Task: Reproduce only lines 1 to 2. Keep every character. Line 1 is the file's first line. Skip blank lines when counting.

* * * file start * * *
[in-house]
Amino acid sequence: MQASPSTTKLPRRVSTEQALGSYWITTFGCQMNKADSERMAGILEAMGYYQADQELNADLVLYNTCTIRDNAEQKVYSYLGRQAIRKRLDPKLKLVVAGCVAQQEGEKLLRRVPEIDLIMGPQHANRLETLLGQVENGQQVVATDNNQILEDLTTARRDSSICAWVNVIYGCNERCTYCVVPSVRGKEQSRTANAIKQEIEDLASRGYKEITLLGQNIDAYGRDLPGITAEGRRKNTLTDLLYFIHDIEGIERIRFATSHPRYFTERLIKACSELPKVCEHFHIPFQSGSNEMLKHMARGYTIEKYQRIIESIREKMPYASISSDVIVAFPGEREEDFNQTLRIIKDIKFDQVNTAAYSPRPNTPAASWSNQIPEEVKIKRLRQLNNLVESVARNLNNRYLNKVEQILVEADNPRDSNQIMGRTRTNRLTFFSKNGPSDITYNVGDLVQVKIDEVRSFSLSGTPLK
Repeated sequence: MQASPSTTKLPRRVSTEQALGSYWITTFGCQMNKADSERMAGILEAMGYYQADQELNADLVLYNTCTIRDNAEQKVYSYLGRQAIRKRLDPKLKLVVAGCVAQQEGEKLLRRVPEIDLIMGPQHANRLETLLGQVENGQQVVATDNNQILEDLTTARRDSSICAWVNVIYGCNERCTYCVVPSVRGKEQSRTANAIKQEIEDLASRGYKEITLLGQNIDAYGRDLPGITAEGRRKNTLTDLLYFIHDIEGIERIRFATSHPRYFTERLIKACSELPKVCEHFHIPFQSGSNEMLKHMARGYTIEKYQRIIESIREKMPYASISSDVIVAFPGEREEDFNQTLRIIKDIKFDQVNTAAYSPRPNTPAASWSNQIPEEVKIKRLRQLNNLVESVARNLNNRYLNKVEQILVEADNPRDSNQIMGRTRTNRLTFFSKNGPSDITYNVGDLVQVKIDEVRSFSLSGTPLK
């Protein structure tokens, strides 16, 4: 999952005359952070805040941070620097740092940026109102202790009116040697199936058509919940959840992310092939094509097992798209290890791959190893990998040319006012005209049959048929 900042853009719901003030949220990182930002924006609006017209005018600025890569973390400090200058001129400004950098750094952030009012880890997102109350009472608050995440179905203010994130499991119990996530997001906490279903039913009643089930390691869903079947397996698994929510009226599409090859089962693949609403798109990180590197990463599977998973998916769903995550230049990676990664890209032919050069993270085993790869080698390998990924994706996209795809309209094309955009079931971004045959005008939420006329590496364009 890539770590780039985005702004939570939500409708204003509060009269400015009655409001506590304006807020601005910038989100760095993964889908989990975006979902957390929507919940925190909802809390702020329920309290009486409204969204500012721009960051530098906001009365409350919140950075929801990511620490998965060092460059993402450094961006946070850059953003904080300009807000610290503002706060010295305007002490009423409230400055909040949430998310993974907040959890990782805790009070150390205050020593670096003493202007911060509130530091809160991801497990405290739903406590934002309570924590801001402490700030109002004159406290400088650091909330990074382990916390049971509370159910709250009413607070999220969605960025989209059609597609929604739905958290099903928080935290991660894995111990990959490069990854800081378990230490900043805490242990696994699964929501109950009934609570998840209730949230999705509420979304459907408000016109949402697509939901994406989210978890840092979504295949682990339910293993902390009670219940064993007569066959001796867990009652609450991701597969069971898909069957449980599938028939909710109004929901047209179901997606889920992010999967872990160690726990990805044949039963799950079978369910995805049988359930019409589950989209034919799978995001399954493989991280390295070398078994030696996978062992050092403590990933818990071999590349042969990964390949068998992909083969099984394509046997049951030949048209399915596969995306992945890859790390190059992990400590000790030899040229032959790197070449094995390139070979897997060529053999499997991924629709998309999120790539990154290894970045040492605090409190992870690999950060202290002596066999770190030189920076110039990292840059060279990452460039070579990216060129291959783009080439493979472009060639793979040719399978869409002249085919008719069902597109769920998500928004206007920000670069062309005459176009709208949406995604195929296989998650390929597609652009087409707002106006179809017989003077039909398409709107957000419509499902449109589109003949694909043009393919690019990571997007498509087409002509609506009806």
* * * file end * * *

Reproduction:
[in-house]
Amino acid sequence: MQASPSTTKLPRRVSTEQALGSYWITTFGCQMNKADSERMAGILEAMGYYQADQELNADLVLYNTCTIRDNAEQKVYSYLGRQAIRKRLDPKLKLVVAGCVAQQEGEKLLRRVPEIDLIMGPQHANRLETLLGQVENGQQVVATDNNQILEDLTTARRDSSICAWVNVIYGCNERCTYCVVPSVRGKEQSRTANAIKQEIEDLASRGYKEITLLGQNIDAYGRDLPGITAEGRRKNTLTDLLYFIHDIEGIERIRFATSHPRYFTERLIKACSELPKVCEHFHIPFQSGSNEMLKHMARGYTIEKYQRIIESIREKMPYASISSDVIVAFPGEREEDFNQTLRIIKDIKFDQVNTAAYSPRPNTPAASWSNQIPEEVKIKRLRQLNNLVESVARNLNNRYLNKVEQILVEADNPRDSNQIMGRTRTNRLTFFSKNGPSDITYNVGDLVQVKIDEVRSFSLSGTPLK